BOOK REVIEW OF THE RELIGION OF THE SLAVE
BOOKREVIEW OF THE RELIGION OF THE SLAVE
BookReview of the Religion of the Slave
Thebook review by Gayraud& Wilmore (1989),explains the religion of an African who was brought to the westernworld as a slave by virtue of being an African descendant. Thereligious beliefs and rituals of many individuals are inseparable andinevitably linked to the psychological and material realities oftheir day-to-day operations and existences. In the past, Africanreligion was known to mean something less and more different fromwhat is currently known as Christianity. The book explains thereligion of the slaves, which was dubbed by the whites as Blackradicalism and religion. It also gives an incite into the ReligiousHistory of Afro- Americans.1
Oneagreeable chapter of the reading talks about how the masters handlethe slaves and how these masters view the religion of their subjects.The masters considered themselves superior and never treated theirsubjects with respect. It is evident from the reading that thereligion, culture, and rituals of the slaves who were mainly Afro-Americans were never honored by their masters, something that led tohatred between the two groups. The religion of the slaves wasconsidered in the western world as black radicalism. However, thereligion developed from past successive generations of slaves to thecurrent refined version of Christianity.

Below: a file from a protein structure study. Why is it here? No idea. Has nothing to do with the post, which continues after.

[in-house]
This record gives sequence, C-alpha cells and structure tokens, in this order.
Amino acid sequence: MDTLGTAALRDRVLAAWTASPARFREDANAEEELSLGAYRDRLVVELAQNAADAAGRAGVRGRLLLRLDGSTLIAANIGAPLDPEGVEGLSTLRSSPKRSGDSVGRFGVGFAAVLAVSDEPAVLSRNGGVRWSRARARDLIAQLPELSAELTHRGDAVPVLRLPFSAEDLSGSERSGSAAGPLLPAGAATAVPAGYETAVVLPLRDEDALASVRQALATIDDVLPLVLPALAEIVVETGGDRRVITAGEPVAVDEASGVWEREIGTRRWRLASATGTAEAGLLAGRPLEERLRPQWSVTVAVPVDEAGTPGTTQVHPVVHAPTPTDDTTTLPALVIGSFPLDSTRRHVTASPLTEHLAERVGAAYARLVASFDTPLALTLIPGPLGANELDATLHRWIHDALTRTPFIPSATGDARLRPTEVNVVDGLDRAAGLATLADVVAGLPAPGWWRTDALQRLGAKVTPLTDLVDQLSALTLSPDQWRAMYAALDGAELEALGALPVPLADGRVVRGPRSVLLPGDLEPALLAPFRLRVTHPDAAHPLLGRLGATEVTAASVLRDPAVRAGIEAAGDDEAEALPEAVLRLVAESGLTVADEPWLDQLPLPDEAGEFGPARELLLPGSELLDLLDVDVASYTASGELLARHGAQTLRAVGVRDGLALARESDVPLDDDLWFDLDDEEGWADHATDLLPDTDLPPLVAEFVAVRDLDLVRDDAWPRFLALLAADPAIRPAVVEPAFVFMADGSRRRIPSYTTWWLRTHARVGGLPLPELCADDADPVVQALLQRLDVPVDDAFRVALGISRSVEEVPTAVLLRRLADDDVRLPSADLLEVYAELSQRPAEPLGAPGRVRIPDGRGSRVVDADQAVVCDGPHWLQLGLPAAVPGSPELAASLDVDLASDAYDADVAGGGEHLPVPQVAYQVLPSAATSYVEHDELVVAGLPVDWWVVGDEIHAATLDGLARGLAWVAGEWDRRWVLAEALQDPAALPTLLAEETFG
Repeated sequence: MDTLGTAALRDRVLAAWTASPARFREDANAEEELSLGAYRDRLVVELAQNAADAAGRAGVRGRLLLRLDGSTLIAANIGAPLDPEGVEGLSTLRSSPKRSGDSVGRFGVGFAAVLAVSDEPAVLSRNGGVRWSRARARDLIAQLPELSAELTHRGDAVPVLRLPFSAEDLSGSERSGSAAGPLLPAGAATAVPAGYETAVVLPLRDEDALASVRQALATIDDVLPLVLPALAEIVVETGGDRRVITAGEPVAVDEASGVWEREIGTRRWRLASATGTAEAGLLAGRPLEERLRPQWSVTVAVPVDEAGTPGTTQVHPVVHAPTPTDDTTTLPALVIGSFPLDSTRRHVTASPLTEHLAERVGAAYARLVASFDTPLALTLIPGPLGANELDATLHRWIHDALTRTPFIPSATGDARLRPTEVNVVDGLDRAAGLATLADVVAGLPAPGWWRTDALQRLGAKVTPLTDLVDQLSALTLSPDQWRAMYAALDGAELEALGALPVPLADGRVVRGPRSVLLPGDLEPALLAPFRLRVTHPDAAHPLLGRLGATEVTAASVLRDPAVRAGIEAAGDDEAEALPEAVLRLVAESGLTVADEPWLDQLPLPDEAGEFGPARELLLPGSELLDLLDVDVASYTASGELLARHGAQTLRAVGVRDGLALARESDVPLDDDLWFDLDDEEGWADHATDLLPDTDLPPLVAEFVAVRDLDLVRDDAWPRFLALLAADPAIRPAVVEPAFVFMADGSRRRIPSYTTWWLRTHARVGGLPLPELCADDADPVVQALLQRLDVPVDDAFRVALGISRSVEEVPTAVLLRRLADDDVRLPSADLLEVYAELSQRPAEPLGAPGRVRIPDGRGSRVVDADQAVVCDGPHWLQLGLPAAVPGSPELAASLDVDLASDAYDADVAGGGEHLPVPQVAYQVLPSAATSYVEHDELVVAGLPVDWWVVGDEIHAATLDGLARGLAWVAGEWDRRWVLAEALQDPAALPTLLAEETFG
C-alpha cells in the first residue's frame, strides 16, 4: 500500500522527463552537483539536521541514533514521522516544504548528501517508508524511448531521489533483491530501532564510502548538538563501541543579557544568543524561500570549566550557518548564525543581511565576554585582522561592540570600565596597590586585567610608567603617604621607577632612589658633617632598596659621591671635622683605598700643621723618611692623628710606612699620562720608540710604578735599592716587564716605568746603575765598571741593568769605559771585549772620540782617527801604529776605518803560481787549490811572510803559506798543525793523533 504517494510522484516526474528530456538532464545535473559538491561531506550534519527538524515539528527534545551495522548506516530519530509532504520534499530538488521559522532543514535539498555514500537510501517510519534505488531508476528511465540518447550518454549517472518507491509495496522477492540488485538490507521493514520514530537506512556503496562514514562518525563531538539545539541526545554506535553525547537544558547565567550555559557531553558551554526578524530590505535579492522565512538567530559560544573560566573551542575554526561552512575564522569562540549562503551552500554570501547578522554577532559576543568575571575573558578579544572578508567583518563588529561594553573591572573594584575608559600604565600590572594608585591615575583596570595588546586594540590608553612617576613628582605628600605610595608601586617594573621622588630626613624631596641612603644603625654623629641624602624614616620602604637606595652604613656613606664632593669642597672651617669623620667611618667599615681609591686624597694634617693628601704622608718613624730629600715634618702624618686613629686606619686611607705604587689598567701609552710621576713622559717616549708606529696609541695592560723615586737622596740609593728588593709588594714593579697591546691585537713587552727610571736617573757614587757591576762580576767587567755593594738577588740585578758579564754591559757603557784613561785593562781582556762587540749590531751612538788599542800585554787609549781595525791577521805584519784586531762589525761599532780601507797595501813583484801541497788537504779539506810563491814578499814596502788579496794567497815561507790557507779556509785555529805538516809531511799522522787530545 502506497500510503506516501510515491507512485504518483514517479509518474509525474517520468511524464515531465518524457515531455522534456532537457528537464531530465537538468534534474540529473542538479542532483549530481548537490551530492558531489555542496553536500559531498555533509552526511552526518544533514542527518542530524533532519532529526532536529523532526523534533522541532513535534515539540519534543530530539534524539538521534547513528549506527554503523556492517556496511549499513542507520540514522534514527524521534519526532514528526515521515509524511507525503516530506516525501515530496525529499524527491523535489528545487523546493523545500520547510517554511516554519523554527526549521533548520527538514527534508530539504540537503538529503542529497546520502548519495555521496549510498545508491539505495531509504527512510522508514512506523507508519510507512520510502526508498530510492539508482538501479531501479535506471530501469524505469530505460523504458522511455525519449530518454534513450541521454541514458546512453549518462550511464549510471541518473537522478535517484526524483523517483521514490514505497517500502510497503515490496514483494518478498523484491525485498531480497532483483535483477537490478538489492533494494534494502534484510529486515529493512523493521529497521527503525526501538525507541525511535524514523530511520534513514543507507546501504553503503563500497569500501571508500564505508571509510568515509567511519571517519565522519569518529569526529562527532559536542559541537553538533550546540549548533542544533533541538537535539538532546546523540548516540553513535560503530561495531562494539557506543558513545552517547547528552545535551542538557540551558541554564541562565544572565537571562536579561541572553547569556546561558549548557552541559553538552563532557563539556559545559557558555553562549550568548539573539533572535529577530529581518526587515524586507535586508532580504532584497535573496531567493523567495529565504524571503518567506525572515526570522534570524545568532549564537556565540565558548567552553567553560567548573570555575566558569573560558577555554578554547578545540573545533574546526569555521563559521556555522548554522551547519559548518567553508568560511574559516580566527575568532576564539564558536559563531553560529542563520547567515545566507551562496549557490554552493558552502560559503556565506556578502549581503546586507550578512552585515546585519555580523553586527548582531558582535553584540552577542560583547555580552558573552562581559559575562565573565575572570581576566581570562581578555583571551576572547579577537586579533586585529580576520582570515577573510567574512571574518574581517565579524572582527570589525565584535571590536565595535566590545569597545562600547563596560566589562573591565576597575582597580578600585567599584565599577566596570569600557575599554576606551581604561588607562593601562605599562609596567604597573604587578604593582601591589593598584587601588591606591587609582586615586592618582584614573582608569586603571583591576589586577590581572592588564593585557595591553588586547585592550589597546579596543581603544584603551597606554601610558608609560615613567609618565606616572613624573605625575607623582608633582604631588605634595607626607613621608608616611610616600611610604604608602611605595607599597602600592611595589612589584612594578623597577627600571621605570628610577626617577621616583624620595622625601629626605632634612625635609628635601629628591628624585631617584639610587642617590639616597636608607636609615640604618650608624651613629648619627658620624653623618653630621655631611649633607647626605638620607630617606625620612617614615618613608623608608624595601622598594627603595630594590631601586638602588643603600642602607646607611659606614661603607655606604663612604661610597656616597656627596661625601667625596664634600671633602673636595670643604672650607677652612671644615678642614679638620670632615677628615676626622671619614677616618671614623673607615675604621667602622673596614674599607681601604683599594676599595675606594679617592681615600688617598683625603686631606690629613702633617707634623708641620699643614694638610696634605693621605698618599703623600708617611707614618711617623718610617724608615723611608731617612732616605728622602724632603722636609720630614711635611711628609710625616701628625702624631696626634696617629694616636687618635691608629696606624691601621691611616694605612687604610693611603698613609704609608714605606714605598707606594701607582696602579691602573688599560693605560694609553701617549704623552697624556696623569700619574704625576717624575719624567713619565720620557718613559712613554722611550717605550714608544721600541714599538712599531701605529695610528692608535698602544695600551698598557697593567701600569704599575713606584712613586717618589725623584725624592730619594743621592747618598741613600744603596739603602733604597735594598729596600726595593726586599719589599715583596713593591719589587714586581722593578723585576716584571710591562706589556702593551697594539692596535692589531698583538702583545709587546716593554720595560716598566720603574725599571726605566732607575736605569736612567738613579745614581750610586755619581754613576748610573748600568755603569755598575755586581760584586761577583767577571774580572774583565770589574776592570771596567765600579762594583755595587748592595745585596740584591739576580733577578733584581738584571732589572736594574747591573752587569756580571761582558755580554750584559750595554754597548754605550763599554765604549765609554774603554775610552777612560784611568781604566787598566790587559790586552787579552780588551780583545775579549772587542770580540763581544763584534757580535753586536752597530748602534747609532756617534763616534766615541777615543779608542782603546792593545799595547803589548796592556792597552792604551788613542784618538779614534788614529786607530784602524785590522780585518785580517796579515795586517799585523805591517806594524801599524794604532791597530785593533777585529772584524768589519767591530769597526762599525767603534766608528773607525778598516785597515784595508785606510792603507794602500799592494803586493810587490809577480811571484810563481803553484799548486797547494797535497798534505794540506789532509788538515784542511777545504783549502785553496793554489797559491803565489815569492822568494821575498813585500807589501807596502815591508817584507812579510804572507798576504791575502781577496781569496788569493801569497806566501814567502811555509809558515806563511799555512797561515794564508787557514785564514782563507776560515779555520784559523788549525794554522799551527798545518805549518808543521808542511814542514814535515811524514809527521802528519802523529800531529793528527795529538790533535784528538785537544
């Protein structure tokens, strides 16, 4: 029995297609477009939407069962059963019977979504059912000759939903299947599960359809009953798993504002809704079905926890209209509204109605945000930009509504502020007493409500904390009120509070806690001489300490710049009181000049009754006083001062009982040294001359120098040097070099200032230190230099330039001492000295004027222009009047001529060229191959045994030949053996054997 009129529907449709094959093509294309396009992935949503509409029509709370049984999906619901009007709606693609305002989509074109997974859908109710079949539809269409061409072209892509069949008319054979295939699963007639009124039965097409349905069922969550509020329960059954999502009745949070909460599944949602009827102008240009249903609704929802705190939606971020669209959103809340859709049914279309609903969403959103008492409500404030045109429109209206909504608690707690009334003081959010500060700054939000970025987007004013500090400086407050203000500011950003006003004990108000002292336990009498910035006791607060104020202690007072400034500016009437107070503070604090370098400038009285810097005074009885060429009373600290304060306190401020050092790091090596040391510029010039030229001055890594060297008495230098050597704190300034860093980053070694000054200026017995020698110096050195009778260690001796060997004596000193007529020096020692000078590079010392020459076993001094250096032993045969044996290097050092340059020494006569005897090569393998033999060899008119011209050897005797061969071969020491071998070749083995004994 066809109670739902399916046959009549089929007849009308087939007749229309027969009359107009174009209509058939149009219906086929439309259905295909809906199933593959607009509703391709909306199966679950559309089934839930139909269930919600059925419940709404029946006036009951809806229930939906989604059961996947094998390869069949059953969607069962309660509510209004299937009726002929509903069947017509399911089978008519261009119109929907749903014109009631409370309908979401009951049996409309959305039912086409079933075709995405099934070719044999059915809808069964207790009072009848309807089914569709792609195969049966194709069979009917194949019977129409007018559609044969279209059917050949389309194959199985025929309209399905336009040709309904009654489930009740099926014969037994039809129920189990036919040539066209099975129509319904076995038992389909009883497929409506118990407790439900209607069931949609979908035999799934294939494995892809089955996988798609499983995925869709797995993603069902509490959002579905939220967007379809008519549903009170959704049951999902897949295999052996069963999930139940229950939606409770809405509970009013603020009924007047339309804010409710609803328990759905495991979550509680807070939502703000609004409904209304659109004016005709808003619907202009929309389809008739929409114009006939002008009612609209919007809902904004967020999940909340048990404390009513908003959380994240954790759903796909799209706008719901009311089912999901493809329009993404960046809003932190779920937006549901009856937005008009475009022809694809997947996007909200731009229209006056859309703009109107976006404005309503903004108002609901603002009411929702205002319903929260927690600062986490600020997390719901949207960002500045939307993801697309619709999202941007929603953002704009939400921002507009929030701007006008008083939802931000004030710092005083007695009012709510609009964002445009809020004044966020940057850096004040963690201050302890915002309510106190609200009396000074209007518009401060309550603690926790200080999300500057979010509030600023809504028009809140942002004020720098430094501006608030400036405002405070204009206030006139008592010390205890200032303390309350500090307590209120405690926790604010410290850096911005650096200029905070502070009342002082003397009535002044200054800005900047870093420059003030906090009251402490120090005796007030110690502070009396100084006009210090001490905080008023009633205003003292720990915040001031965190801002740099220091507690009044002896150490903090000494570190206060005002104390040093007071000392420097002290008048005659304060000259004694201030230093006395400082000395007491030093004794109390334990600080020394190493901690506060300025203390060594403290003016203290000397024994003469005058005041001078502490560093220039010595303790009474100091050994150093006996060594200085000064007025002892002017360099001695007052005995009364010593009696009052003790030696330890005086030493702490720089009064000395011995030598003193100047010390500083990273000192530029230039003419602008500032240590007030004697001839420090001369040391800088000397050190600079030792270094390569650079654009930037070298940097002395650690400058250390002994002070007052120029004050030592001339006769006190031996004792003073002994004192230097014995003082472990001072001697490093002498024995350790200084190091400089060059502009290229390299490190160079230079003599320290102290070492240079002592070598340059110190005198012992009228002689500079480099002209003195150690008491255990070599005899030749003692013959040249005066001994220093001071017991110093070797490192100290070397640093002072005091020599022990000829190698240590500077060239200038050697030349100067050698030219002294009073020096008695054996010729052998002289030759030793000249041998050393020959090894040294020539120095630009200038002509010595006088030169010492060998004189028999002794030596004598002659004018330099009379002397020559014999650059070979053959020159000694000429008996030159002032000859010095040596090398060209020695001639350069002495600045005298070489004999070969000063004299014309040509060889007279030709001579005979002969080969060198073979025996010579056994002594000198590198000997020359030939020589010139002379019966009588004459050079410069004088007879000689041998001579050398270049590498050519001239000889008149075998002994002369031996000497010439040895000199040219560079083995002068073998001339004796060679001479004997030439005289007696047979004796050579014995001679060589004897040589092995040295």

Thebook concludes that, in the later period, scholars have discoveredthat the differences between black and white religions are not onlyevident in rituals and beliefs alone but also in the knowledge ofreligious consciousness. Gayraud& Wilmoreelaborate on the development of the black religious beliefs since thetime of slavery to date.
GayraudS. Wilmore, â€œThe Religion of the Slave,â€ in Black Religionand Black Radicalism: An Interpretation of the Religious History ofAfro-American People, (New York: Orbis Books, 1989)
1 Gayraud S. Wilmore, â€œThe Religion of the Slave,â€ in Black Religion and Black Radicalism: An Interpretation of the Religious History of Afro-American People, (New York: Orbis Books, 1989)
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